Wednesday, April 23, 2014

  • Jim Crow in the Classroom: New Report Finds Segregation Lives on in U.S. Schools

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    As the U.S. Supreme Court upholds a ban on affirmative action in Michigan and the country marks 60 years since the landmark decision of Brown v. Board of Education, we look at how segregation is still pervasive in U.S. public schools. An explosive new report in ProPublica finds school integration never fully occurred, and in recent decades may have even been reversed. Focusing on three generations of the same family in Tuscaloosa, Alabama, the story concludes: "While segregation as it is practiced today may be different than it was 60 years ago, it is no less pernicious: in Tuscaloosa and elsewhere, it involves the removal and isolation of poor black and Latino students, in particular, from everyone else. In Tuscaloosa today, nearly one in three black students attends a school that looks as if Brown v. Board of Education never happened." We are joined by Nikole Hannah-Jones, whose article, "The Resegregation of America’s Schools," is the latest in the ProPublica series "Segregation Now: Investigating America’s Racial Divide."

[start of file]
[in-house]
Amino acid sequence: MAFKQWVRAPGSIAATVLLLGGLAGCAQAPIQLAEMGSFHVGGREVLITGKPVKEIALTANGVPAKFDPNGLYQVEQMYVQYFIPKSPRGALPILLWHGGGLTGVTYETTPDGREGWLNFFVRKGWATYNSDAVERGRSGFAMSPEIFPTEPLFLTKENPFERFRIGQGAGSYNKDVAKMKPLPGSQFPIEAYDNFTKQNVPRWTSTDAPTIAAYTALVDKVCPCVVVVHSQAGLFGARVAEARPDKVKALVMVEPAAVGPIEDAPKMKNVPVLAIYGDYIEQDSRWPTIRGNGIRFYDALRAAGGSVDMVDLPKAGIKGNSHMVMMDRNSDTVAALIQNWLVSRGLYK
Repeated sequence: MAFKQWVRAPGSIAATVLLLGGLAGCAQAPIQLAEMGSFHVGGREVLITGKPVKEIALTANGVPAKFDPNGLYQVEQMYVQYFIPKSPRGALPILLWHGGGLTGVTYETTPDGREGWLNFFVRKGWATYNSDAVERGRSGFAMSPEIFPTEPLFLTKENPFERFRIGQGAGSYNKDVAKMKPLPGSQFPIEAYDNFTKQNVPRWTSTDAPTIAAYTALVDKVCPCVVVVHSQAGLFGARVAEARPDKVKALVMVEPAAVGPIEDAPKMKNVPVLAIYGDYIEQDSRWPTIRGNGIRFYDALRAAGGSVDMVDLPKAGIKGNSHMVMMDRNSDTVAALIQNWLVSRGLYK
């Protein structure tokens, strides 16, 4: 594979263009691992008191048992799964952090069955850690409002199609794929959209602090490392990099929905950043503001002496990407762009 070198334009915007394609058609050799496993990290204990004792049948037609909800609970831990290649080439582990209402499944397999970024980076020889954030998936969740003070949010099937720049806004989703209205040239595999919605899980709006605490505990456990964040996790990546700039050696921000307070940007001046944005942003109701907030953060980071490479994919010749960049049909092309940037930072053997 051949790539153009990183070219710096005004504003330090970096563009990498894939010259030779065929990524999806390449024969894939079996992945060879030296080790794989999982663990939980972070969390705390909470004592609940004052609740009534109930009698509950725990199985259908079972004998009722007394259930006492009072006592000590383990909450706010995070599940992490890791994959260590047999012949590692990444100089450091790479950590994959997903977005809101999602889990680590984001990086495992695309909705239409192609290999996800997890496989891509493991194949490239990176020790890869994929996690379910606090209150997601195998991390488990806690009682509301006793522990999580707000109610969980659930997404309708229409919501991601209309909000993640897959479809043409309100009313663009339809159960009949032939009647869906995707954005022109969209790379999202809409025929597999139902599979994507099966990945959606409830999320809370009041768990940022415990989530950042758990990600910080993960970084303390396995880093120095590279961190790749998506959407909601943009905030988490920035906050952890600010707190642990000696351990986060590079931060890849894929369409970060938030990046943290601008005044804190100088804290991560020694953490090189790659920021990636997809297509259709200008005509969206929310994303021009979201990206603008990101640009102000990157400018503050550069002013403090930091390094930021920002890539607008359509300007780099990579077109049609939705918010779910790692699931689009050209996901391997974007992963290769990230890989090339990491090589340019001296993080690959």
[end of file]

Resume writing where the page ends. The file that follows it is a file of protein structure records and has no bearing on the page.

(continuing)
• Toms River: How a Small Town Fought Back Against Corporate Giants for Toxic Dumping Linked to Cancer

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    Environmental reporter Dan Fagin joins us to discuss his book, "Toms River: A Story of Science and Salvation," which has just won the Pulitzer Prize for General Non-Fiction. Fagin tells the story of how a small New Jersey town fought back against industrial pollution and astronomical rates of childhood cancer, and ultimately won one of the largest legal settlements in U.S. history. "We don’t look for patterns, we don’t analyze those patterns. That is a terrible tragedy," Fagin says of the failure to examine environmental and industrial data gathered by local, state and federal agencies. "People are dying because we do not do effective public health surveillance in this country."

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    "A Slaughter of Innocents": Henry Siegman, a Venerable Jewish Voice for Peace, on Gaza
    Today, a special with Henry Siegman, the former executive director of the American Jewish Congress, long described as one of the nation’s "big three" Jewish organizations along with the American Jewish Committee and the Anti-Defamation League. Henry Siegman was born in 1930 in Frankfurt, Germany. Three years later, the Nazis came to power. After fleeing Nazi troops in Belgium, his family eventually moved to the United States. His father was a leader of the European Zionist movement, pushing for the creation of a Jewish state. In...

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